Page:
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Captain's Blog: Striker Search To Focus On The Pragmatic, Not The Prolific

Captain's Blog: Striker Search To Focus On The Pragmatic, Not The Prolific
Captain's Blog: Striker Search To Focus On The Pragmatic, Not The Prolific

With the season finished, it seems there is just one topic dominating conversation amongst Sunderland fans - which striker should the club be targeting to fill the void left by the departures of Asamoah Gyan and Nicklas Bentner.

In fact, some may argue that the club have never really managed to replace Darren Bent. Certainly, if you are talking about replacing the number of goals he singularly brought to the side, then it would be an assertion with which it is difficult to argue.

It seems that that ever since Darren Bent unceremoniously packed his bags and decamped to (what my imagination likes to tell me) a damp and flea-ridden Birmingham hotel that befits his general villainy, Sunderland fans have been dreaming of that almost fabled '20-goal striker' into whose basket we can happily deposit all the eggs containing our hopes and dreams.

It's a nice story, and there is some comfort to be found in having that iconic goalscorer to call upon. But insisting upon Darren Bent's goalscoring exploits being the standard against which all striker targets will be judged would appear to be little more than an exercise in futility.

That isn't to say that there is anything wrong with setting lofty goals, of course. No one would be happier than me if Sunderland could pull another scoring sensation out of the bag to lead the line. It should neither be expected nor demanded, however.

In the last 10 years, Bent is one of only five players to break the 20-goal barrier in a Premier League season whilst not playing for a side who finished in a Champions league position, and one of the other four was Alan Shearer. Strikers of that quality are tough enough to find for the very top clubs in the land, let alone the mid-table ones.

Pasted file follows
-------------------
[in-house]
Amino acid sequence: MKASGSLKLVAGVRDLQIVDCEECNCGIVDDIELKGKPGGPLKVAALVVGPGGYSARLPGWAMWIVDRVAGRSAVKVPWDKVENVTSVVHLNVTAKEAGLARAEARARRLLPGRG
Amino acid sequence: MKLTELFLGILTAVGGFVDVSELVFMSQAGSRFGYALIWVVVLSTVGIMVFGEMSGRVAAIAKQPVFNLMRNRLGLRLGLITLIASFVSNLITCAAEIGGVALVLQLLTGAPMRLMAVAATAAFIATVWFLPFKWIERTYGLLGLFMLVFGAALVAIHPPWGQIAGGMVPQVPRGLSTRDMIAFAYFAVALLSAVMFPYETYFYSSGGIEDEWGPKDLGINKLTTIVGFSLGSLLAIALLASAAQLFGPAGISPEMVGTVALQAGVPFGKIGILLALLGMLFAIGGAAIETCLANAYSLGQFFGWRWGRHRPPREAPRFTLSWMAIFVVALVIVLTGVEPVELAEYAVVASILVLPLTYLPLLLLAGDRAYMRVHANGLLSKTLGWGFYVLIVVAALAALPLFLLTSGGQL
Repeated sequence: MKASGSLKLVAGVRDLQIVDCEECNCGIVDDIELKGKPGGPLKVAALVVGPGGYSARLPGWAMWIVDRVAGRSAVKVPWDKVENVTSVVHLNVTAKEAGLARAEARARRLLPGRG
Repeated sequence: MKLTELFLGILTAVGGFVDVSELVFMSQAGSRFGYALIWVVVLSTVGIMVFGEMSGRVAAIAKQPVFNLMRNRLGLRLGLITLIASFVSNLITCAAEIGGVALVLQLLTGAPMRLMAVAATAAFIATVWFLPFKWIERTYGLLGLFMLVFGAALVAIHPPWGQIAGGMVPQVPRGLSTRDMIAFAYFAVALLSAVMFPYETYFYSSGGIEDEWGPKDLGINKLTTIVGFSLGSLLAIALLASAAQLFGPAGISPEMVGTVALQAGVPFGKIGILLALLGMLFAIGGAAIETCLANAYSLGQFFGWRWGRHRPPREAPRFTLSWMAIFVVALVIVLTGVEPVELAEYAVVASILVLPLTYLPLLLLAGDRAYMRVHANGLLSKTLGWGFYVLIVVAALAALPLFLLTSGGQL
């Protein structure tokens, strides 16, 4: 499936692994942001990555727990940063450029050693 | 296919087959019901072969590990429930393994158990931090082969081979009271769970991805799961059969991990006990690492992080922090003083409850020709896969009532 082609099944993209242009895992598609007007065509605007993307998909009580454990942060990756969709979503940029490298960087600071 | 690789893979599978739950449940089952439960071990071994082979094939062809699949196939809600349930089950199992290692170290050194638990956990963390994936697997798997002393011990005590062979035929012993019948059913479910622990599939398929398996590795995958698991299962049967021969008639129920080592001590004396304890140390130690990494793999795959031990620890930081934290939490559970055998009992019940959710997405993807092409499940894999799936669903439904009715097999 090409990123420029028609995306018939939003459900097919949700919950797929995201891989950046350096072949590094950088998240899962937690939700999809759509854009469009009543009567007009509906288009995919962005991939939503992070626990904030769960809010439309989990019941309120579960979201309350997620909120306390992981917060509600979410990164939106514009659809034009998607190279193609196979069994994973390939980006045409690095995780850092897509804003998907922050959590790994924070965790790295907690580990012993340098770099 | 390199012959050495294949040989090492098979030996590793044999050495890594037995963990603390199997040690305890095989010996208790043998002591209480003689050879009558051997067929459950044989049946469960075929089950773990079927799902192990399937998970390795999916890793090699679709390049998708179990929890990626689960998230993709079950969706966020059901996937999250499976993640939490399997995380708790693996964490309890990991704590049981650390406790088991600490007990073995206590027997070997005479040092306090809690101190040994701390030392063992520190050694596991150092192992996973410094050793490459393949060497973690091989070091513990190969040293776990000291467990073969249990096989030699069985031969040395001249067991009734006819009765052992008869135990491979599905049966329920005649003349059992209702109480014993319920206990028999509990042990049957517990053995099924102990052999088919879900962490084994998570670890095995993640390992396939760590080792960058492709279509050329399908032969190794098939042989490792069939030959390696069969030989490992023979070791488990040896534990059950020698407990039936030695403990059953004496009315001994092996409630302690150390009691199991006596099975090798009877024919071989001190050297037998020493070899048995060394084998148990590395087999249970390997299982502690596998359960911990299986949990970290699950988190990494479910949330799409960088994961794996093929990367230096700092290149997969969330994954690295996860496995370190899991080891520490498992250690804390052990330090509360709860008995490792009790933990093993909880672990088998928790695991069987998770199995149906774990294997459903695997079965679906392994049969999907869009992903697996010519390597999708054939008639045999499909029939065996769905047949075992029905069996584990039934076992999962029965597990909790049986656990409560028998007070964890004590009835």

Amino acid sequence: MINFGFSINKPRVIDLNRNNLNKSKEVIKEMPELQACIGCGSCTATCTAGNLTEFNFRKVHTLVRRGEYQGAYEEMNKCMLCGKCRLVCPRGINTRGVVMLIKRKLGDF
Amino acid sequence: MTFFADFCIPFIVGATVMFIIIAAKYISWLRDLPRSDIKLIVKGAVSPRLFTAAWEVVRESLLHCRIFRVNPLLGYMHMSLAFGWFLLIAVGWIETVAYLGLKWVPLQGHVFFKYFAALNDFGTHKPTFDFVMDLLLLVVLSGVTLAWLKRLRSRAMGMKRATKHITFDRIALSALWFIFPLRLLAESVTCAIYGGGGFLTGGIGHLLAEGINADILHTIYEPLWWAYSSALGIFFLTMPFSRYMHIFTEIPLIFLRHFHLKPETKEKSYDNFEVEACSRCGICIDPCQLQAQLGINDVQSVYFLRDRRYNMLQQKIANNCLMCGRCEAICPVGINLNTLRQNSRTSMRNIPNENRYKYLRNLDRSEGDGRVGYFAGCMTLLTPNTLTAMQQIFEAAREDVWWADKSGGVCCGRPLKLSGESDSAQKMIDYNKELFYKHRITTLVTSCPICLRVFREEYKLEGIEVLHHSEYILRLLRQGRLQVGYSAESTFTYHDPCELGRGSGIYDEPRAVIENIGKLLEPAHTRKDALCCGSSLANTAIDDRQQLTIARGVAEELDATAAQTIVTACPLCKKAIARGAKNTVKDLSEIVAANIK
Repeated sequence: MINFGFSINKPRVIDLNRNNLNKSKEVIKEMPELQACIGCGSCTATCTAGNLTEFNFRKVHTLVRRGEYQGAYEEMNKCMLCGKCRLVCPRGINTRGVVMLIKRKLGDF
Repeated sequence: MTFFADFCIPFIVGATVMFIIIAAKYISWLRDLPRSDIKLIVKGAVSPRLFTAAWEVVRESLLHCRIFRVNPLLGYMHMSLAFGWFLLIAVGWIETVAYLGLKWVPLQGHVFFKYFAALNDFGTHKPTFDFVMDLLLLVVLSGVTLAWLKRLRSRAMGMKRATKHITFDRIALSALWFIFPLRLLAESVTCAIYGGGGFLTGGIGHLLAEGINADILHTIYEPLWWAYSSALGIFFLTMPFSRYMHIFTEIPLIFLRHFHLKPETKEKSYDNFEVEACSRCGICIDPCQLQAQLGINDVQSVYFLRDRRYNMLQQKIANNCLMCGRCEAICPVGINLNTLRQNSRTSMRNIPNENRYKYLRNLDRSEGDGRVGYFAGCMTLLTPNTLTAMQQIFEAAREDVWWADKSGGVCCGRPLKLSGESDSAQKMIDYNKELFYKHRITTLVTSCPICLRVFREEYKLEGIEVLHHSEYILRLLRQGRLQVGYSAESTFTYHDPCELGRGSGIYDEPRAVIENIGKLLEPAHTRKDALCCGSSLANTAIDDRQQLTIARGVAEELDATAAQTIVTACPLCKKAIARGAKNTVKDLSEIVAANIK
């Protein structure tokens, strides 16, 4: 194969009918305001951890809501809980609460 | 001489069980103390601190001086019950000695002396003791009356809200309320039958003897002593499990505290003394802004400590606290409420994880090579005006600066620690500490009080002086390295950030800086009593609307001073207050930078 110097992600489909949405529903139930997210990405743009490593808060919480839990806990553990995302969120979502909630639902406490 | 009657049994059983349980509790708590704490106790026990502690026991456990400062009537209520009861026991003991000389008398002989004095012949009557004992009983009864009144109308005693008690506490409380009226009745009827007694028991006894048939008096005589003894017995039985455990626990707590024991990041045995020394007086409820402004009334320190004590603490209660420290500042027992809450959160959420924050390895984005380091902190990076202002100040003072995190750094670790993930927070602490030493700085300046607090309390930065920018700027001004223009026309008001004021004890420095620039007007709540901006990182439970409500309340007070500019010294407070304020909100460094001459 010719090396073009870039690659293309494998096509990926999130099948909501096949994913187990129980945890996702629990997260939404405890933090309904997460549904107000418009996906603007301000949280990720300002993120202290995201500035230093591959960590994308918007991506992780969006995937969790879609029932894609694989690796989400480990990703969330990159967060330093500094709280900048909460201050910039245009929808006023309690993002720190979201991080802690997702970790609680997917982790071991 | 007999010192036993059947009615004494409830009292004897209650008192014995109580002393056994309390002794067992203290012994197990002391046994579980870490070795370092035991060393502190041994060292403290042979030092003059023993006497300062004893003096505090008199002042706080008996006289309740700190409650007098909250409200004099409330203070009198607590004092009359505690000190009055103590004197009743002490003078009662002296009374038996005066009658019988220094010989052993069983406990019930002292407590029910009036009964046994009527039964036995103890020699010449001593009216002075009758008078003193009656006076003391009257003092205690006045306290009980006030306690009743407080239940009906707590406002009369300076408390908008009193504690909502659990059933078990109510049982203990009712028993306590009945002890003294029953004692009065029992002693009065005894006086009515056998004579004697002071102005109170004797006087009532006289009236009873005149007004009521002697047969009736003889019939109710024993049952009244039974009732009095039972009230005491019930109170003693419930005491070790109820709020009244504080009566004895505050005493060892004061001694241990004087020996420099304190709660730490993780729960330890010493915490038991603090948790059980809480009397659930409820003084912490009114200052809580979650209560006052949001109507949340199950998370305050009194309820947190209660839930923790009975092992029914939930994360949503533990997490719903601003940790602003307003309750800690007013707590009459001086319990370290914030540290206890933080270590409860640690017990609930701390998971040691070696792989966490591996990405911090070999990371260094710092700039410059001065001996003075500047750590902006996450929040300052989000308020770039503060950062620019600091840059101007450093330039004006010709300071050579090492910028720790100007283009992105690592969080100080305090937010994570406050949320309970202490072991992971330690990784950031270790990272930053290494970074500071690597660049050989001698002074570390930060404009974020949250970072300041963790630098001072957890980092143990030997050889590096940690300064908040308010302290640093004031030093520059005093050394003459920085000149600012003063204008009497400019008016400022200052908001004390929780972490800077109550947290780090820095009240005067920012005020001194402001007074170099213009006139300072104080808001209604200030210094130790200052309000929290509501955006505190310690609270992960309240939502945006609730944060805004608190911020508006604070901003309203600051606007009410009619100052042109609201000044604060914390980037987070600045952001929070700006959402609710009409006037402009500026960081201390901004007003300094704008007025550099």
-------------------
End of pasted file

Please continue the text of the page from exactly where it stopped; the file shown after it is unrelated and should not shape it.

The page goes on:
It is admittedly difficult to predict what lies in store for Sunderland this summer. Naturally, it is largely based on guesswork. Clues can be found by examining his time at Aston Villa, though. The projects were comparable - to lift an underachieving big club into the upper echelons of the Premier League without Chelsea or Manchester City style spending.

Consider the fact that as manager of Aston Villa, he never really sought to channel Randy Lerner's generous backing into bringing a top penalty box predator to the club. Meanwhile, one of his very first acts at Villa Park was to sanction Kevin Phillips' move to WBA.

Additionally, Martin O'Neill has already laid out a tantalizing indication as to what to expect from his summer striker search. Back in December and whilst purring over the performance of Stephane Sessegnon at Loftus Road, he offered up a definition of what he sees as centre forward play; "Get it, hold it, and play it".

Obviously, the ability to put the ball in the net with a semblance of efficiency will also factor in the decision, but with O'Neill you get the distinct feeling that any forward that arrives at the Stadium of Light this summer will be a team player first and a goalscorer second.

For all Darren Bent's personal achievements at Sunderland, it should be noted that the club failed to finish any higher in the league table with him banging in 24 goals that it did last season without a single player notching double figures. The club's fortunes became intrinsically connected to the fortunes, form, and fitness of one player, and it didn't do it any good at all.

You sense that O'Neill will be looking to be more pragmatic that that. He'll be looking to build a system in which the quality of the individual is the bonus rather than the basis, led by a forward who is more comfortable with his back to goal than he is whilst baring down on it.

Is that the glamorous marquis figure who is likely to get us off our seats? No. But such a figure would certainly bring the best out of players such as James McClean, Stephane Sessegnon, and other attack minded exciting players that have been linked to the club so far this summer such as Wilfried Zaha, Junior Hoilett, Victor Moses, and Aiden McGeady, by allowing them to isolate defenders with the ball at their feet and space to attack. That was very much his Aston Villa model.

I could be wrong. It certainly wouldn't be the first time. But all the indications point towards a Sunderland summer striker search that focuses on the pragmatic rather than the prolific, although O'Neill's track record suggests the team as a whole will be considerably stronger for it.

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